Heroes: the Army
"...One of their headquarters was found which contained pictures of Hitler and his staff and numerous pictures of the German troops in parade with all their modern weapons of destruction..."
Joseph J. Szalay
- Branch of Service: Army
- Unit: 380th FA Btn.,
102nd Infantry Division
- Dates: 1942 - 1945
- Location: European Theater
- Rank: CWO, Bronze Star Medal
- Birth Year: 1925
- Entered Service: Paris, TX
Much Needed Rest Enjoyed Near the Rhine
by Joe J. Szalay
About the fist week of March, 1945 all effective resistance inside Krefeid was withdrawn It was now time for a much deserved rest for all the troops of the 102nd Infantry Division. The next major offensive, crossing the Rhine River, would require several weeks of preparation. Maintenance of vehicles, tanks, guns and other military equipment would be carried out during the next few weeks. Some of the troops would be required to secure the west bank of the Rhine river. The three to five miles from Krefeid to the river was subject to infiltration by the Germans.
The Germans retreated across the Rhine in a hurry and left many of the Nazi memorabilia behind. One of their headquarters was found which contained pictures of Hitler and his staff and numerous pictures of the German troops in parade with all their modern weapons of destruction. I managed to get some of these pictures but they got lost sometime during our many movements to the Elbe River.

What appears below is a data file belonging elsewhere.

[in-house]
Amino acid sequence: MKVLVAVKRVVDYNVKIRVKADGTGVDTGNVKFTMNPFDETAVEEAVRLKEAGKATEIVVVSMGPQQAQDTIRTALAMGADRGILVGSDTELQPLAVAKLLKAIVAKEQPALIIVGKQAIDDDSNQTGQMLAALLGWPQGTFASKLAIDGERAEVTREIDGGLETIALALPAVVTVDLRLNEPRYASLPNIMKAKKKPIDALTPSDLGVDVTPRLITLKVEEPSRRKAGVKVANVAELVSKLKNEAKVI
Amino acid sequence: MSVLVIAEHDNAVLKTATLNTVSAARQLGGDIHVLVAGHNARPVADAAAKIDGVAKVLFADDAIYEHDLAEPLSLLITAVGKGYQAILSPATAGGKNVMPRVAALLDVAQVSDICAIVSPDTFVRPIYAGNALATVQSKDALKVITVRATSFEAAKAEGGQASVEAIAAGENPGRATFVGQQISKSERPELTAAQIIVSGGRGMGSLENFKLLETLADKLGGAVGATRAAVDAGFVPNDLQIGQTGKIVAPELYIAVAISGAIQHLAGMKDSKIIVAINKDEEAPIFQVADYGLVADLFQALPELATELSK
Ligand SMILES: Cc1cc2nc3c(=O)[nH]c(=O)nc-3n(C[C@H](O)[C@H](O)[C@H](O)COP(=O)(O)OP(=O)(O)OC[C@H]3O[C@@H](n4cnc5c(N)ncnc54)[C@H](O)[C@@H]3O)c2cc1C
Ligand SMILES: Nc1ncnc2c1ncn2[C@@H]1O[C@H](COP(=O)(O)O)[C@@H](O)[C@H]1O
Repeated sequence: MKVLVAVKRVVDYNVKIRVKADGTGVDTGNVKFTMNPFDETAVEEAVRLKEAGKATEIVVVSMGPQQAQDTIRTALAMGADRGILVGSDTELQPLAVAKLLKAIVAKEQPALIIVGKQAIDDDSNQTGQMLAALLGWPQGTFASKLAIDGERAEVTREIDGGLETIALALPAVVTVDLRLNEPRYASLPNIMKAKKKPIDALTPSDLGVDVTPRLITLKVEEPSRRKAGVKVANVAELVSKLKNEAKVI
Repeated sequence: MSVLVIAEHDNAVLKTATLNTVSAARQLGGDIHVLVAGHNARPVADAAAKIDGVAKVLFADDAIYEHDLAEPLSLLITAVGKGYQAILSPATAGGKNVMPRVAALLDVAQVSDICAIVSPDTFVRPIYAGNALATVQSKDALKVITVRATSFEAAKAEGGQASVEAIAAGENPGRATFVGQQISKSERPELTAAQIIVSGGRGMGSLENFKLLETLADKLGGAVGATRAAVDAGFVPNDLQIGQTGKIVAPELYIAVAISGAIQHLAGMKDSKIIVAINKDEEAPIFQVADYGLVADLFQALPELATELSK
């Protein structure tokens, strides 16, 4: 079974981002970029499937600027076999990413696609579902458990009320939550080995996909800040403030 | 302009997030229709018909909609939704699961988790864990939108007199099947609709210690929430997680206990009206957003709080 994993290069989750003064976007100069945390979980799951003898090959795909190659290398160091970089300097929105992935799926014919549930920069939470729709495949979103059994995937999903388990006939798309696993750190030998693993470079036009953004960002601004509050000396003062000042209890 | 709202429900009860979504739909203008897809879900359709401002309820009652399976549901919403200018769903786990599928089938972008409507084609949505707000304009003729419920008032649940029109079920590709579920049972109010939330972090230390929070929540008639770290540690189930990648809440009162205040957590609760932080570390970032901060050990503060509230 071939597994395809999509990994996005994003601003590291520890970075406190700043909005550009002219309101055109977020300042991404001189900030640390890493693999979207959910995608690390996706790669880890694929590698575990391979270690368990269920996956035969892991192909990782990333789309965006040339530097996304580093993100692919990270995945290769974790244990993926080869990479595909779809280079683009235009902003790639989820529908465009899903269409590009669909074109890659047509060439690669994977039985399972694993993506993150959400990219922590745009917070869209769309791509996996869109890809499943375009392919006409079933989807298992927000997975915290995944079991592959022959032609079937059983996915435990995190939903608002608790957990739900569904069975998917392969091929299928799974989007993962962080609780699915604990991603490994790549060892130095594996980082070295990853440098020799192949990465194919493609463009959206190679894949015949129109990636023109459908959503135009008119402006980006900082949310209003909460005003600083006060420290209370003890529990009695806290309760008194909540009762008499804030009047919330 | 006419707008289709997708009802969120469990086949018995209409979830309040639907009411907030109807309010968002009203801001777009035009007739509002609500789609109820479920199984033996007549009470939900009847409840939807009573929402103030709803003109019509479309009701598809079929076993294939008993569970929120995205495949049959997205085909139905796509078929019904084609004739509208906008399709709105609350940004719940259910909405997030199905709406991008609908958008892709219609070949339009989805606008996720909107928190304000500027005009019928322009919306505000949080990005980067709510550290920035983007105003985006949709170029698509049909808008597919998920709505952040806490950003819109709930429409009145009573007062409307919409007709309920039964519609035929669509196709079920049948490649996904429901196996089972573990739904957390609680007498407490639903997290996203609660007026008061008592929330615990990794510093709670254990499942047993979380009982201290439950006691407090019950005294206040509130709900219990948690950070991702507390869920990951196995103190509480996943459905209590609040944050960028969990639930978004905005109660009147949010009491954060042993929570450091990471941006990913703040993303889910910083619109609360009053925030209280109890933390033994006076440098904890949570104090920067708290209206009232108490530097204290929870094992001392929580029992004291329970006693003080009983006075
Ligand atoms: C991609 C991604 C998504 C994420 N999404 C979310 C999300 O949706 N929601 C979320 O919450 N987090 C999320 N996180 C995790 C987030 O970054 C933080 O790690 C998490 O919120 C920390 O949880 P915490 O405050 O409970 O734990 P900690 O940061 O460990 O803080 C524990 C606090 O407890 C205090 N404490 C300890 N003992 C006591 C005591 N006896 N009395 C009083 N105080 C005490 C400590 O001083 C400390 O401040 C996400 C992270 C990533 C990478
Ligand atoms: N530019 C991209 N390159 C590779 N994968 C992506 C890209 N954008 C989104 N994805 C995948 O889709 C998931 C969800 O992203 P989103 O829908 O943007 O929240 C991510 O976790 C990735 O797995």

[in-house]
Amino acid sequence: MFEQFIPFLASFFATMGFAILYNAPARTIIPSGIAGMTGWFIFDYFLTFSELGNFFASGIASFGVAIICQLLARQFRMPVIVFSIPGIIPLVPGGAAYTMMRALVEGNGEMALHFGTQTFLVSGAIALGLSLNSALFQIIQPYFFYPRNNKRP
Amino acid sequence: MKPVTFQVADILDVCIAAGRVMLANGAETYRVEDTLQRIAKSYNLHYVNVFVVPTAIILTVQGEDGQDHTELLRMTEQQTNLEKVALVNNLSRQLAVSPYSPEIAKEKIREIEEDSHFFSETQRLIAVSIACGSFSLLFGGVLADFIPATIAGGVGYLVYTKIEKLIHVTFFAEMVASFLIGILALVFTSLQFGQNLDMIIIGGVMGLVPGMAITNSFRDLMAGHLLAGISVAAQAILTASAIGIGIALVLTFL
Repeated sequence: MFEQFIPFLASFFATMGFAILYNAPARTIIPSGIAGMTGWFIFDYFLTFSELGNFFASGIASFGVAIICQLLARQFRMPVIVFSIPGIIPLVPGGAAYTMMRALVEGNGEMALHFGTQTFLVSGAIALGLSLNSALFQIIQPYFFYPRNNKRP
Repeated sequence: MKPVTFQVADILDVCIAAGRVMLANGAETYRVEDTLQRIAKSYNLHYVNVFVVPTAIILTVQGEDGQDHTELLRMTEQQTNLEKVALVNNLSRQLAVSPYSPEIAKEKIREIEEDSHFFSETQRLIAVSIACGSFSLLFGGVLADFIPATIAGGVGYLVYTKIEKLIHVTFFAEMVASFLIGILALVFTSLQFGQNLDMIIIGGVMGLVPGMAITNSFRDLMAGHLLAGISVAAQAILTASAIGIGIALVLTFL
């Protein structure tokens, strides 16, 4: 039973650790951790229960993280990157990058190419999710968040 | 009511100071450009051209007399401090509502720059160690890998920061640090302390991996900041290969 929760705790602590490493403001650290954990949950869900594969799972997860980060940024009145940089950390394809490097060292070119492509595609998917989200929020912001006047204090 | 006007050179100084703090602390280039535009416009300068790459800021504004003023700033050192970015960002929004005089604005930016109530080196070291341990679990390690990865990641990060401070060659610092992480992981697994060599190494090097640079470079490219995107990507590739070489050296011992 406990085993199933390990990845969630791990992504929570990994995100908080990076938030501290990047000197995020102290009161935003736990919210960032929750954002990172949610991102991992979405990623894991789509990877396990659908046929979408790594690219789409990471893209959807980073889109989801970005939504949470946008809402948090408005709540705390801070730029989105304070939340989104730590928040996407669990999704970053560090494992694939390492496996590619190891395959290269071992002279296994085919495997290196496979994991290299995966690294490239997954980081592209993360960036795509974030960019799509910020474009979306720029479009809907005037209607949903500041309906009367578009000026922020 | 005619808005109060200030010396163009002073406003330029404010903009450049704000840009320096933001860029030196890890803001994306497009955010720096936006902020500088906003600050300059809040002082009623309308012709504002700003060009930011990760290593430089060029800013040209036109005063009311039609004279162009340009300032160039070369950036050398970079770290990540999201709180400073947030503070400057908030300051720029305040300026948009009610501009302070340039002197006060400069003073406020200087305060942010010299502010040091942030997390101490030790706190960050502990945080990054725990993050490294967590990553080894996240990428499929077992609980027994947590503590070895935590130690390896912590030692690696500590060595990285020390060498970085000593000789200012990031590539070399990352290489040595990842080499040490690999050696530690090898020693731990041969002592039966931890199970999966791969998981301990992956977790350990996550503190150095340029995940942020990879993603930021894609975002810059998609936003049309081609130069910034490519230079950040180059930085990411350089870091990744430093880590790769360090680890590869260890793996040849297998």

We found a post office that was vacated in a hurry by the employees, leaving money in their cash registers. Packages of mail were stacked in piles ready to be sorted and mailed to their destination. We managed to get a handful of German currency, which we thought would be useless since the country would be bankrupt by the end of the war. We kept some for souvenirs and used some after the war for bartering purposes. We attacked the piles of mail with fixed bayonets to see if there was anything of value to be found.